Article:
The Bornholm school of painters (Bornholmerskolen) started to take shape towards the beginning of the 20th century on the Danish island of Bornholm when a number of artists developed a distinctive style of classic modernism, inspired by the island's unique landscapes and light. It was not characterized by a uniform artistic line, but rather by its experiments with color, abstraction and cubism.
Bornholm is a Danish island in the Baltic Sea, to the east of the rest of Denmark, south of Sweden, northeast of Germany and north of the westernmost part of Poland. Occupying an area of 588.36 square kilometres (227.17 sq mi), the island had a total population on 1 January 2019 of 39,572.
By the end of the 19th century, artists such as Otto Haslund had taken inspiration on the island. In the early 1900s, Karl Isakson (1878-1922) and Edvard Weie (1879-1943) were among those who were inspired by the island's constantly changing natural beauty, using pure, subdued colour to produce work in new aesthetic directions. They were soon joined by other Danish artists including Oluf Høst (1884-1966), Olaf Rude (1886-1957), Kræsten Iversen (1886-1955) and Niels Lergaard (1893-1982),
Carl Otto Bentzon Haslund was a Danish painter. He is remembered in particular for his paintings of animals and children.
Karl Oscar Isakson was a Swedish painter who spent much of his professional life in Denmark where he is considered to be one of the fathers of Modernism. He had close associations with the Bornholm school of painters and made many paintings of Christiansø. He is cited as an artist who "sought to give their Biblical works a modern social and political context."
Viggo Thorvald Edvard Weie was a Danish Modernist painter.
They lived mainly in the picturesque little ports of Gudhjem and Svaneke on the northern coast, adventuring at times over to the small island of Christiansø where they found further seclusion and inspiration.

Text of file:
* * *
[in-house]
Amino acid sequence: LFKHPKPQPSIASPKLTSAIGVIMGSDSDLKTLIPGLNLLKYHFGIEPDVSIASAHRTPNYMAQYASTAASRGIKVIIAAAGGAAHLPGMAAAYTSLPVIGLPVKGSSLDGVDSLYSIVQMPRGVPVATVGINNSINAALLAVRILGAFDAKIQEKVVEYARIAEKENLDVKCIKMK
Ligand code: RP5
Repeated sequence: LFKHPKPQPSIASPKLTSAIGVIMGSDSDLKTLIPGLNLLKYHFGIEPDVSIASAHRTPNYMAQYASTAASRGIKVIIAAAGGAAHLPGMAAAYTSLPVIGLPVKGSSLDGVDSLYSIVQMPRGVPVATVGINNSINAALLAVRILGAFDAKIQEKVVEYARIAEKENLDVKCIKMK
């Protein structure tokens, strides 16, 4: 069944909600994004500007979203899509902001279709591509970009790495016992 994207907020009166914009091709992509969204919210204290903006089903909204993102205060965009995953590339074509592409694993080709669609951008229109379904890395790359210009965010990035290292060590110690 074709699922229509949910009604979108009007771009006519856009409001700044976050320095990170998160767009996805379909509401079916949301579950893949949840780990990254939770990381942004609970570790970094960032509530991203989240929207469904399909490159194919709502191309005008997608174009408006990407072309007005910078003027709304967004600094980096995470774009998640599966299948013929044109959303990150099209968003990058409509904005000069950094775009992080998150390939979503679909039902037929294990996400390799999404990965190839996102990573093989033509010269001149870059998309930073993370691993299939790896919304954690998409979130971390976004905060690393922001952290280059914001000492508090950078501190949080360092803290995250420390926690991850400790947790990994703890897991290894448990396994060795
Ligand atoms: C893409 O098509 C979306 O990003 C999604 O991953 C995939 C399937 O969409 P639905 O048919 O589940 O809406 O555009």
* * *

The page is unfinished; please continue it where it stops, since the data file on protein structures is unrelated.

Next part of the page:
Gudhjem is a small town and fishing port on the northern coast of the Baltic island of Bornholm, Denmark. Its population is 715.
Svaneke is a small town on the eastern coast of the Baltic island of Bornholm, Denmark. It lies mainly in Svaneke parish and partly in Ibsker parish.
Many of the works of the Bornholm School can be seen in the Bornholm Art Museum (Bornholms Kunstmuseum) near Gudhjem and in the Oluf Høst Museum at Gudhjem.
The Bornholm Art Museum is situated on the Danish island of Bornholm, above the Sanctuary Rocks (Helligdomsklipperne) about 6 kilometres north-west of Gudhjem. The building was constructed in 1993 and enlarged in 2003. The museum's permanent collection consists principally of paintings by artists with connections to Bornholm from the early 19th century to the present day. Special attention is given to the Bornholm school of painters which emerged at the beginning of the last century when a number of modernists, attracted to picturesque Bornholm and the tiny island of Christiansø, painted landscapes and local nature.
The Oluf Høst Museum is located on Løkkegade Street in Gudhjem on the Danish island of Bornholm. It is dedicated to Oluf Høst (1884–1966), one of the island's most famous artists, and includes an exhibition of some of his paintings. It was established in 1998 by converting Høst's old house where he lived and painted from 1929 until his death in 1966, and where he created most of his paintings around the Nordic theme of light and landscape. Selsø is situated at an elevation of 19 meters.
Holger Henrik Herholdt Drachmann was a Danish poet, dramatist and painter. He was a member of the Skagen artistic colony and became a figure of the Scandinavian Modern Breakthrough Movement.
Niels Lergaard was a Danish painter. He was a member of the Bornholm school of painters.
Laurits Tuxen was a Danish painter and sculptor specialising in figure painting. He was also associated with the Skagen Painters. He was the first head of Kunstnernes Frie Studieskoler, an art school established in the 1880s to provide an alternative to the education offered by the Royal Danish Academy of Fine Arts.